Rare Roman Villa discovered near Peterborough England

Now Oxford Archaeology East and archaeologists from Peterborough City Council have announced the discovery of a 2nd Century High Status Roman Villa and farm complex discovered at Walton near Peterborough.

The site has been described as “substantial high-status” which archaeologists hope will further the understanding of the cities occupants from 2000 years ago. The Romans first established a fortified garrison town at  on Ermine Street, some five miles (8 km) to the west of present day Peterborough around the middle of the 1st century AD. Up until now, little to no evidence of wealthy occupation within the region was known.

Durobrivae’s earliest appearance among surviving records is in the Antonine Itinerary of the late 2nd century. There was also a large 1st century Roman fort at Longthorpe, designed to house half a legion, or about 3,000 soldiers and established as early as around AD 44–48.


Peterborough was an important area of ceramic production in the Roman period, providing Nene Valley Ware that was traded as far away as Cornwall, to the northern frontiers of the empire in Britannia where evidence has even been discovered at the Antonine Wall north of Hadrians Wall.

In describing the villa site, Dr Rebecca Casa Hatton said the two-storey villa, built in local limestone with “fine mosaic floors” and wall plaster painted red and green, was “a statement of the owner’s wealth”.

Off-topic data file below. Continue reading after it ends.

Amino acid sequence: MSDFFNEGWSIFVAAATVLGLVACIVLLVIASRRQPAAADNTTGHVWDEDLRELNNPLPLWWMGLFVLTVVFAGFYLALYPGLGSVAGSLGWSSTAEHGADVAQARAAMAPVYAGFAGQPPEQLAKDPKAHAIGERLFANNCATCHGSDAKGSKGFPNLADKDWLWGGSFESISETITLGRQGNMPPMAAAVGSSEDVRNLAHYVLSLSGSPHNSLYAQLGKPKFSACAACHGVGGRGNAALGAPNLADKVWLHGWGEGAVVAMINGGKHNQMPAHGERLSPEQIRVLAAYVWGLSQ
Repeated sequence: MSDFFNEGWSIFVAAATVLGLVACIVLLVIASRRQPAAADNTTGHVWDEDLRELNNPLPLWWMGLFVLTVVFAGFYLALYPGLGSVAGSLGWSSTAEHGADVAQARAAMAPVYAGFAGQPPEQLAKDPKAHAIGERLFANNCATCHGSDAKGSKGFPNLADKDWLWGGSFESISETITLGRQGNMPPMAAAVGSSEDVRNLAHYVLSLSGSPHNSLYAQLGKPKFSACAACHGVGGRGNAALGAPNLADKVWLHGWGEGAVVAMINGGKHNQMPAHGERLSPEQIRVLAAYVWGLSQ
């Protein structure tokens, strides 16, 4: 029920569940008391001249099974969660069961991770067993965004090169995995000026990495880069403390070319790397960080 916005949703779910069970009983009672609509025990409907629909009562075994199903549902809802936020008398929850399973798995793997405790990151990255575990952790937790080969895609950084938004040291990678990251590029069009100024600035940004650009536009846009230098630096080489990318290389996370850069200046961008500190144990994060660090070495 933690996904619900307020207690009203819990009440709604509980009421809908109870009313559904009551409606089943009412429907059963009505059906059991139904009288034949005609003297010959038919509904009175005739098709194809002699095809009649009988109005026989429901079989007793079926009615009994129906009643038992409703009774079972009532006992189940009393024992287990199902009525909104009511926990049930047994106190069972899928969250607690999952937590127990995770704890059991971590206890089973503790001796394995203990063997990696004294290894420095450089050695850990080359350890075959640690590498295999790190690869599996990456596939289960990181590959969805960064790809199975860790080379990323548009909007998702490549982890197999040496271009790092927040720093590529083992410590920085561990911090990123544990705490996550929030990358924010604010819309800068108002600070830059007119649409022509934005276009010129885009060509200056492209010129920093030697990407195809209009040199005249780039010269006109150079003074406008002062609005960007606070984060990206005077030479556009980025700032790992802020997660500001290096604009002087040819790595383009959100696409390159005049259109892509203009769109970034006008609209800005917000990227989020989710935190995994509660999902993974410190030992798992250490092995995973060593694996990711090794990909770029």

The city council archaeologist said: “Although we knew there might be buildings on the site, we weren’t prepared for what we found.

“It became clear that this was a very grand villa and every day we were finding more.”

The villa construction is based on a central cobbled courtyard and adjacent painted/plastered stone buildings. Further exciting discoveries included a tile kiln, sweating chambers and a hypocaust system.

“All of this indicates this site was important both in Roman and pre-Roman times,” Mrs Casa Hatton said.

“People came here and decided to make a statement of their wealth and status by building a fantastic, unprecedented Roman villa.”

The villa site is located in part of a new housing development, but the finds will be preserved at the city museum. Including domestic pots and jars, ceramics for special occasions and bronze coins, brooches and pins.

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